Wikileaks – Who Cares?

Glenn Greenwald builds the case that bad boy hacker Adrian Lamo deliberately duped and betrayed Spc Bradley Manning, the young soldier notorious for having leaked the ‘Collateral Murder‘ video depicting an Apache helicopter crew gunning down unarmed civilians as they tried to aid a wounded journalist in Baghdad.

In the discussion on Slashdot, someone asks if this isn’t just a distraction from the real story?

That’s what’s bugging me here as well. Who cares how the footage was released? The important thing is WHY we have soldiers killing unarmed civilians.

I do. I care a lot. Why does someone have to face a lifetime in prison just to allow us to discuss ‘WHY we have soldiers killing unarmed civilians’?

Greenwald posits that ‘distractions’ like Manning’s may actually be deliberately manifestations of Pentagon Policy.

Whatever the merits of that argument, the fact that someone had to break the law to show a commonplace incident in the so-called War on Terror can be viewed as a sad commentary on the state of censorship in our time, or (if you’re an optimist) an affirmation that, despite a culture of secrecy, information really does want to be free.

In either case, Greenwald’s conjecture is that Manning really was genuinely motivated by his conscience and that his ‘confessor’ Lamo rewarded his honesty with lies, venality and betrayal. I find his case as presented compelling but not conclusive.

Greenwald’s larger point about wikileaks, however, is, I think, irrefutable:

The reason this story matters so much — aside from the fact that it may be the case that a truly heroic, 22-year-old whistle-blower is facing an extremely lengthy prison term — is the unique and incomparably valuable function WikiLeaks is fulfilling. Even before the Apache helicopter leak, I wrote at length about why they are so vital, and won’t repeat all of that here. Suffice to say, there are very few entities, if there are any, which pose as much of a threat to the ability of governmental and corporate elites to shroud their corrupt conduct behind an extreme wall of secrecy.

As others will no doubt suggest, whistle blowers should understand the consequences of their actions, accepting the sometimes inevitable retribution that follows in order to serve the public good. That does not, however, excuse what Greenwald characterises as ‘despicable’ behaviour by Lamo. If this account proves true, then Lamo really is a sick, sorry individual.

I find this whole story compelling precisely because it demonstrates the stakes involved in something as simple as telling the truth. Secrecy and Transparency both are costly and dangerous when we wander too far towards either end of the continuum.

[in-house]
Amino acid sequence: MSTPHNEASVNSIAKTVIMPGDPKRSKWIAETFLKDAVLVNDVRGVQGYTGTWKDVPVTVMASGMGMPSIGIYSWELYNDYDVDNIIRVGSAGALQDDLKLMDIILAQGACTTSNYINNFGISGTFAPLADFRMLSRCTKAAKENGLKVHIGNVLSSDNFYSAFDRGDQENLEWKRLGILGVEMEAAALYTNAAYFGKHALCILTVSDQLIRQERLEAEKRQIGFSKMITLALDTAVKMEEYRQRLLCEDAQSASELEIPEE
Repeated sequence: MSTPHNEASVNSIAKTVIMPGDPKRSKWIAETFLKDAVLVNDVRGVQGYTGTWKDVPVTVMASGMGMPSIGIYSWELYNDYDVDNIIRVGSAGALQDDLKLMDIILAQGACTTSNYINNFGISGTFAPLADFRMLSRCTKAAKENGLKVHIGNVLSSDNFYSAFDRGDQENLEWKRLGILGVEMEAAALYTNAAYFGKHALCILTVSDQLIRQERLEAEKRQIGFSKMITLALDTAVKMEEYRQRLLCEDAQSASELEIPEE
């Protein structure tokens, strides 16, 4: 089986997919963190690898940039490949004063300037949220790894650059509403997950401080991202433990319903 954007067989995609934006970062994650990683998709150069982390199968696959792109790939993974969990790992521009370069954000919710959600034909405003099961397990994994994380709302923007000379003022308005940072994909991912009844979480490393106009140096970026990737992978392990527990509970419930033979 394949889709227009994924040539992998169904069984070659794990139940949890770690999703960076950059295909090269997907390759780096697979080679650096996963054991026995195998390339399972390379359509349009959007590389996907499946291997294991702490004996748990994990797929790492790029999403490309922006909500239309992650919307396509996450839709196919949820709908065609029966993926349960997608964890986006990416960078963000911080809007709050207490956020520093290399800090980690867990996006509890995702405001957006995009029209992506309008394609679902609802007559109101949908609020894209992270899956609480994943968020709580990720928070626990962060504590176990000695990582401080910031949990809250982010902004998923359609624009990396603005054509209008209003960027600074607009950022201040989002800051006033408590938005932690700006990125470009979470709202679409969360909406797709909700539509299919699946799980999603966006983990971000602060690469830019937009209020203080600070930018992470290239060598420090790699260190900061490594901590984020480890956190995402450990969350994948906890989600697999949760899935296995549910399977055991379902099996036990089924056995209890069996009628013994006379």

Stories like Manning’s allow us the opportunity to gauge where we are in that continuum and the price of remaining there.


I came across something all too rare these days – a viewpoint well expressed, cogent and thought-provoking:

“We are turning into the society Burke feared. One dominated by emotive, shallow views which applies naive levelling reason to all problems it encounters. This is why our prisons are filling up as crime goes down; why our internet is being censored even as our society becomes more tolerant; why our politics becomes more polarised even as our political parties become more homogeneous. And it is why we seek to gather vast, unprecedented amounts of data about ourselves without bothering to really try and use it, or to consider the consequences of doing so.”

The context is interesting as well: a discussion, cutely titled “The Data-Driven Life“, about the prevalence – and often-unintended influences – of surveillance and data-gathering in modern society. I don’t ever expect much from a Wired writer – or from most commentators on technology – but if nothing else, it provided the catalysis for that plump little gem above.

Nothing is Ever 'Good Enough'

There’s a long, rather drawn out thread on Slashdot right now, wherein an apparently endless queue of geeks are lined up to take Wired to task for their discovery that Good Enough trumps Excellence every time. Quelle Surprise.

But not one of them has observed something that was recently made obvious to me: As technology advances, quality inevitably improves. The world, pace Microsoft, is not so awash in the mediocrity that Wired’s editors have decided to tout as the next big thing. Nothing is ever Good Enough.

What matters more than anything else is Convenience.

My eyes were opened to this a couple of months ago, when, in the course of pillaging my landord’s extensive library of books of and about photography, I came across a truly startling collection of photos from Papua New Guinea taken in the early 1920s. The almost liquid tones and gorgeous, lush light in his portraits capture the smoky, dusky interiors of village huts better than anything I’d ever seen before.

When I voiced my admiration to Ben, he observed, “Photography hasn’t significantly improved since the early years. It’s just become more convenient.

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